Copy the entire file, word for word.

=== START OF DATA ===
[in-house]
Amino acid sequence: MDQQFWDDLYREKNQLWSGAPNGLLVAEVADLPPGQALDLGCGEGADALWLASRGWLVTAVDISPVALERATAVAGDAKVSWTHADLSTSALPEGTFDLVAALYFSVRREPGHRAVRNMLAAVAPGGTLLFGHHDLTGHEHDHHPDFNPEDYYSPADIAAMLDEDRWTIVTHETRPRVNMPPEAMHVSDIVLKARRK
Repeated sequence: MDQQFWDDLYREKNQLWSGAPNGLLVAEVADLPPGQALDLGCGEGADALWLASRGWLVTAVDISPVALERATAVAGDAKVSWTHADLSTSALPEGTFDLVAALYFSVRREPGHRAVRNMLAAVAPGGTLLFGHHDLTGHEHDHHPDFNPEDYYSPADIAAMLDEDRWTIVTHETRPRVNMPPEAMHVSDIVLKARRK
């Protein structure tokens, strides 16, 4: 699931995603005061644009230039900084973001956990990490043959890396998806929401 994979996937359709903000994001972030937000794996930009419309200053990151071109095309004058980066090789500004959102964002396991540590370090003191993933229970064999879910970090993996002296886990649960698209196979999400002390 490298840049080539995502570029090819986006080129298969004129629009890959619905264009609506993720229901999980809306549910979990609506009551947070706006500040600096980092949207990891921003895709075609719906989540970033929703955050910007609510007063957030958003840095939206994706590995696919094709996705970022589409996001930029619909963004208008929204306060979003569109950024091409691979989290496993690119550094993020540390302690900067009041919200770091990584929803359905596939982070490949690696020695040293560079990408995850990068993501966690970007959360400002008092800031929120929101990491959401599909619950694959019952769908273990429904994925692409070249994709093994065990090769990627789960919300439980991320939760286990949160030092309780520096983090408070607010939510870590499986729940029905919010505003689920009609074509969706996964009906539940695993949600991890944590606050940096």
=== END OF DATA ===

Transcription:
[in-house]
Amino acid sequence: MDQQFWDDLYREKNQLWSGAPNGLLVAEVADLPPGQALDLGCGEGADALWLASRGWLVTAVDISPVALERATAVAGDAKVSWTHADLSTSALPEGTFDLVAALYFSVRREPGHRAVRNMLAAVAPGGTLLFGHHDLTGHEHDHHPDFNPEDYYSPADIAAMLDEDRWTIVTHETRPRVNMPPEAMHVSDIVLKARRK
Repeated sequence: MDQQFWDDLYREKNQLWSGAPNGLLVAEVADLPPGQALDLGCGEGADALWLASRGWLVTAVDISPVALERATAVAGDAKVSWTHADLSTSALPEGTFDLVAALYFSVRREPGHRAVRNMLAAVAPGGTLLFGHHDLTGHEHDHHPDFNPEDYYSPADIAAMLDEDRWTIVTHETRPRVNMPPEAMHVSDIVLKARRK
């Protein structure tokens, strides 16, 4: 699931995603005061644009230039900084973001956990990490043959890396998806929401 994979996937359709903000994001972030937000794996930009419309200053990151071109095309004058980066090789500004959102964002396991540590370090003191993933229970064999879910970090993996002296886990649960698209196979999400002390 490298840049080539995502570029090819986006080129298969004129629009890959619905264009609506993720229901999980809306549910979990609506009551947070706006500040600096980092949207990891921003895709075609719906989540970033929703955050910007609510007063957030958003840095939206994706590995696919094709996705970022589409996001930029619909963004208008929204306060979003569109950024091409691979989290496993690119550094993020540390302690900067009041919200770091990584929803359905596939982070490949690696020695040293560079990408995850990068993501966690970007959360400002008092800031929120929101990491959401599909619950694959019952769908273990429904994925692409070249994709093994065990090769990627789960919300439980991320939760286990949160030092309780520096983090408070607010939510870590499986729940029905919010505003689920009609074509969706996964009906539940695993949600991890944590606050940096």